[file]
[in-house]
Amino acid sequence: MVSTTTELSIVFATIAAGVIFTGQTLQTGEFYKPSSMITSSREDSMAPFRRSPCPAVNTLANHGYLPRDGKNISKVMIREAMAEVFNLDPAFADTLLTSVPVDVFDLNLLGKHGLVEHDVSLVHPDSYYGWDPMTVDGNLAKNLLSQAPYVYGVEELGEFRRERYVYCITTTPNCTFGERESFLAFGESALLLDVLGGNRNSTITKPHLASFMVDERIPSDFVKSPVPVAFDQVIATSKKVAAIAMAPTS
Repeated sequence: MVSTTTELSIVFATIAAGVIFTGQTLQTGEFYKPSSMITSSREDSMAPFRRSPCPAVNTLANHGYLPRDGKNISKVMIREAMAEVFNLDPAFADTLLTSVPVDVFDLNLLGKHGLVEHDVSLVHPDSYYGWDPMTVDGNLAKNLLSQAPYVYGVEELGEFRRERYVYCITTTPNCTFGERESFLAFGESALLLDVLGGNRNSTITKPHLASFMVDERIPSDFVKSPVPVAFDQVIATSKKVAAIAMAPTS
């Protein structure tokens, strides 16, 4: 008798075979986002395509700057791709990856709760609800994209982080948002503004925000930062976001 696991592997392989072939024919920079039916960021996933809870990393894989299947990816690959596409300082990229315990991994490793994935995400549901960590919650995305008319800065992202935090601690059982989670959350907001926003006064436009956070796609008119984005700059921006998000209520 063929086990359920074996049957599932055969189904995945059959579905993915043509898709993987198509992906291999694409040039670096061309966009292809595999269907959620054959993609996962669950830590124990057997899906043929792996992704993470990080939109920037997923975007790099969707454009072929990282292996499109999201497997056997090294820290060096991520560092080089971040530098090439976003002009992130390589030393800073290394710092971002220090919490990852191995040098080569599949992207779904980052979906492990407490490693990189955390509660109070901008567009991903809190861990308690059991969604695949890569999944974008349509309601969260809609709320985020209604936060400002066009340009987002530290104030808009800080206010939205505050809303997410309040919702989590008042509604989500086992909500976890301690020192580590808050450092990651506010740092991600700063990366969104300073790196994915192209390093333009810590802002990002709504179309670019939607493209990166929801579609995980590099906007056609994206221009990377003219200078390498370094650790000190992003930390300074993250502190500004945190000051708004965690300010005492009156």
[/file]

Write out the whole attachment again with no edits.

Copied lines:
[in-house]
Amino acid sequence: MVSTTTELSIVFATIAAGVIFTGQTLQTGEFYKPSSMITSSREDSMAPFRRSPCPAVNTLANHGYLPRDGKNISKVMIREAMAEVFNLDPAFADTLLTSVPVDVFDLNLLGKHGLVEHDVSLVHPDSYYGWDPMTVDGNLAKNLLSQAPYVYGVEELGEFRRERYVYCITTTPNCTFGERESFLAFGESALLLDVLGGNRNSTITKPHLASFMVDERIPSDFVKSPVPVAFDQVIATSKKVAAIAMAPTS
Repeated sequence: MVSTTTELSIVFATIAAGVIFTGQTLQTGEFYKPSSMITSSREDSMAPFRRSPCPAVNTLANHGYLPRDGKNISKVMIREAMAEVFNLDPAFADTLLTSVPVDVFDLNLLGKHGLVEHDVSLVHPDSYYGWDPMTVDGNLAKNLLSQAPYVYGVEELGEFRRERYVYCITTTPNCTFGERESFLAFGESALLLDVLGGNRNSTITKPHLASFMVDERIPSDFVKSPVPVAFDQVIATSKKVAAIAMAPTS
């Protein structure tokens, strides 16, 4: 008798075979986002395509700057791709990856709760609800994209982080948002503004925000930062976001 696991592997392989072939024919920079039916960021996933809870990393894989299947990816690959596409300082990229315990991994490793994935995400549901960590919650995305008319800065992202935090601690059982989670959350907001926003006064436009956070796609008119984005700059921006998000209520 063929086990359920074996049957599932055969189904995945059959579905993915043509898709993987198509992906291999694409040039670096061309966009292809595999269907959620054959993609996962669950830590124990057997899906043929792996992704993470990080939109920037997923975007790099969707454009072929990282292996499109999201497997056997090294820290060096991520560092080089971040530098090439976003002009992130390589030393800073290394710092971002220090919490990852191995040098080569599949992207779904980052979906492990407490490693990189955390509660109070901008567009991903809190861990308690059991969604695949890569999944974008349509309601969260809609709320985020209604936060400002066009340009987002530290104030808009800080206010939205505050809303997410309040919702989590008042509604989500086992909500976890301690020192580590808050450092990651506010740092991600700063990366969104300073790196994915192209390093333009810590802002990002709504179309670019939607493209990166929801579609995980590099906007056609994206221009990377003219200078390498370094650790000190992003930390300074993250502190500004945190000051708004965690300010005492009156």